While e-commerce gained traction exponentially with home consumers, it took industrial distributors a little longer to catch on. With so many distributors fam- ily-owned and set in their ways after decades and decades of growth, some were
reluctant to start selling their products online. Some feared — and still do — that creating
an online marketplace for themselves would change customers’ perception of the company.
Others got in the game early and have been offering e-commerce for more than a decade.
Given how our survey respondents had previously indicated their e-commerce usage in-
creased in each year this decade so far, some of the results of 2016 came as a surprise. Most
prominently, the amount who said e-commerce is a priority — 60 percent — was 9 percent-
age points lower than a year ago. This comes after a seven-point jump from 2014 to 2015.
This doesn’t appear to be a fluke, as there was a nine-point drop in respondents who said
they are currently generating web-based revenues. Adding to this, the amount who said
they expect their online sales to increase (Figure 1) had a 6.4-point drop from 2015 to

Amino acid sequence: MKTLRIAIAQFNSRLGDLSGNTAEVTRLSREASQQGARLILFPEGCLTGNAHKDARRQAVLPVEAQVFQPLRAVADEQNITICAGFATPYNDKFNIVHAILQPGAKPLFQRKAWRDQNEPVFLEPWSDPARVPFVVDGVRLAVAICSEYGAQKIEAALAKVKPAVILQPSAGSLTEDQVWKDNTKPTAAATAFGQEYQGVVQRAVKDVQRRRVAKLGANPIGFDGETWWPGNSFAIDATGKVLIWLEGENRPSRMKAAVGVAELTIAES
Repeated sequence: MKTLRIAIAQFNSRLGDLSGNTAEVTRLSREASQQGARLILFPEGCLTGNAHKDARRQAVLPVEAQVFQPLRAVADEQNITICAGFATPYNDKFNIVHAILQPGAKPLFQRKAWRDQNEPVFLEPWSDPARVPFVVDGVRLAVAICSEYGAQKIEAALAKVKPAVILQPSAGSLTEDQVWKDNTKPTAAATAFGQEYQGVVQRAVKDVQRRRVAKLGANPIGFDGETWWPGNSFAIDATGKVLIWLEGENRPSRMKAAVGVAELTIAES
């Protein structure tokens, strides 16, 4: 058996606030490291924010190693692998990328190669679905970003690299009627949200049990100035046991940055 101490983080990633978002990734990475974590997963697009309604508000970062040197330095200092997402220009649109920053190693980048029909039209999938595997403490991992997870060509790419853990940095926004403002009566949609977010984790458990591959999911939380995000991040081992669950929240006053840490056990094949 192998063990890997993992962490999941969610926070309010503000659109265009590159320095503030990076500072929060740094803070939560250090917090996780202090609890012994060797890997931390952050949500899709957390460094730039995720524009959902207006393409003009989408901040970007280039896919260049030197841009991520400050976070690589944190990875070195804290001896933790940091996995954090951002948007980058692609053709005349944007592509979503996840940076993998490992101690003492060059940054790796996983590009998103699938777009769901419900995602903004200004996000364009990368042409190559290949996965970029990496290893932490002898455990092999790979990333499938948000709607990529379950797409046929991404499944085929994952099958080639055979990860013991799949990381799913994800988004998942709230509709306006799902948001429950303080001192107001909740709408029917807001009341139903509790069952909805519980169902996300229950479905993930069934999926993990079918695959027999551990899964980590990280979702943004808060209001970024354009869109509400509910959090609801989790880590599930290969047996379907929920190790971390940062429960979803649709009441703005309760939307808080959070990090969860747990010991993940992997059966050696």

68.3 percent. Another 30. 8 percent of respondents expect this year’s e-commerce sales to
stay the same, up 6. 3 points from a year earlier. Respondents said there was essentially no
change in the percentage of overall sales that are web-generated, with 75.5 percent of them
saying e-commerce was responsible for 1 to 10
percent of revenue.
Whether the drop in e-commerce utilization could
be tied to the troubling industrial economy conditions is yet to be seen. It’s doubtful that more than
a decade of solid e-commerce usage growth would
suddenly go backwards out of the blue.
Asked which business technologies they have in
use, the number who said they use online web
ordering fell four points from last year, also bucking the trend from years past. The technology that
saw the biggest gain was in wireless email/internet
access, which jumped nearly 11 points from a
year ago. Enterprise Resource Planning also had a
9-point gain, while demand forecasting had a 6. 6
point decrease. Other technologies that had only
marginal changes were Customer Relationship
Management (CRM) at 55 percent, Warehouse
Management Systems (WMS), Sales Force Automation and Radio Frequency Identification.
For those that don’t use one or more of those tech-
nologies, respondents chose online web ordering
( 39 percent) and CRM ( 34 percent) as the ones
they are most likely to adopt over the next two
years (Figure 2). This corresponds with CRM and
online web ordering being the technologies re-
spondents chose as having the greatest impact on
their business at 36 and 33 percent, respectively.
If not in use, which will you likely
adopt over the next 2 years?
0 5 10 15 20 25 30 35 40
Online web ordering
SFA- Sales force